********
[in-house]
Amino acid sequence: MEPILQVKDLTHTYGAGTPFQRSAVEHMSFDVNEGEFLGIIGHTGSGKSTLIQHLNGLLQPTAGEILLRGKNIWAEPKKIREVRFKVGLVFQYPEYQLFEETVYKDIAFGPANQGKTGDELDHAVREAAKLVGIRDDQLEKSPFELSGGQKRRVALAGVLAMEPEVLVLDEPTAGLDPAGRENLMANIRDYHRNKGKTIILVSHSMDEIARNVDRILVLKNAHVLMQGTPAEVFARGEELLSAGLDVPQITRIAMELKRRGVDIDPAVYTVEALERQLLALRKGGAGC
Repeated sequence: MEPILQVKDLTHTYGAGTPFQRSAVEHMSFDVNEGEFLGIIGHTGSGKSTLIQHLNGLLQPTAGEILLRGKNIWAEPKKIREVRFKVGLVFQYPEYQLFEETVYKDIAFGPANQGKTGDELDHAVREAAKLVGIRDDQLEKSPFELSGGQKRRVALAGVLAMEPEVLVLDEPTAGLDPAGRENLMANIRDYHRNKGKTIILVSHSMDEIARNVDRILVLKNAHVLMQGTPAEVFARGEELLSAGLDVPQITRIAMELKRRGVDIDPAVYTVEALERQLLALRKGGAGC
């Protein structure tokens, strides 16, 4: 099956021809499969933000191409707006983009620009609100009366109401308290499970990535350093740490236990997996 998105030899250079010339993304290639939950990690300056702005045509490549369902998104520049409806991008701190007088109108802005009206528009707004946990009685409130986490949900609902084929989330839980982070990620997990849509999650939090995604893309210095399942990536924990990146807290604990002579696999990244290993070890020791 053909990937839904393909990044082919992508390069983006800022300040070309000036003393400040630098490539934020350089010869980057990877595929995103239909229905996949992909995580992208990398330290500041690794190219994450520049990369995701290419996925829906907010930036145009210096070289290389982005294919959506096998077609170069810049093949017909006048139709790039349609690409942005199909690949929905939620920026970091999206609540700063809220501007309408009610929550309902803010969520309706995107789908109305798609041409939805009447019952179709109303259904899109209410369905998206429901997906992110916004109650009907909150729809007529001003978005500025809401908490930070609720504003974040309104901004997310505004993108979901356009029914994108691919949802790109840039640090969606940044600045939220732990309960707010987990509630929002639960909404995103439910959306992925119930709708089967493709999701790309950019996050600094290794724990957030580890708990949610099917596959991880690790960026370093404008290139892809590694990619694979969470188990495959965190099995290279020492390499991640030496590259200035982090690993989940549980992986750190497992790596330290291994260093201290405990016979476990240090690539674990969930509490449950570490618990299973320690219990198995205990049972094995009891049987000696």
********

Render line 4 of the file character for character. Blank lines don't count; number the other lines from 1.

């Protein structure tokens, strides 16, 4: 099956021809499969933000191409707006983009620009609100009366109401308290499970990535350093740490236990997996 998105030899250079010339993304290639939950990690300056702005045509490549369902998104520049409806991008701190007088109108802005009206528009707004946990009685409130986490949900609902084929989330839980982070990620997990849509999650939090995604893309210095399942990536924990990146807290604990002579696999990244290993070890020791 053909990937839904393909990044082919992508390069983006800022300040070309000036003393400040630098490539934020350089010869980057990877595929995103239909229905996949992909995580992208990398330290500041690794190219994450520049990369995701290419996925829906907010930036145009210096070289290389982005294919959506096998077609170069810049093949017909006048139709790039349609690409942005199909690949929905939620920026970091999206609540700063809220501007309408009610929550309902803010969520309706995107789908109305798609041409939805009447019952179709109303259904899109209410369905998206429901997906992110916004109650009907909150729809007529001003978005500025809401908490930070609720504003974040309104901004997310505004993108979901356009029914994108691919949802790109840039640090969606940044600045939220732990309960707010987990509630929002639960909404995103439910959306992925119930709708089967493709999701790309950019996050600094290794724990957030580890708990949610099917596959991880690790960026370093404008290139892809590694990619694979969470188990495959965190099995290279020492390499991640030496590259200035982090690993989940549980992986750190497992790596330290291994260093201290405990016979476990240090690539674990969930509490449950570490618990299973320690219990198995205990049972094995009891049987000696």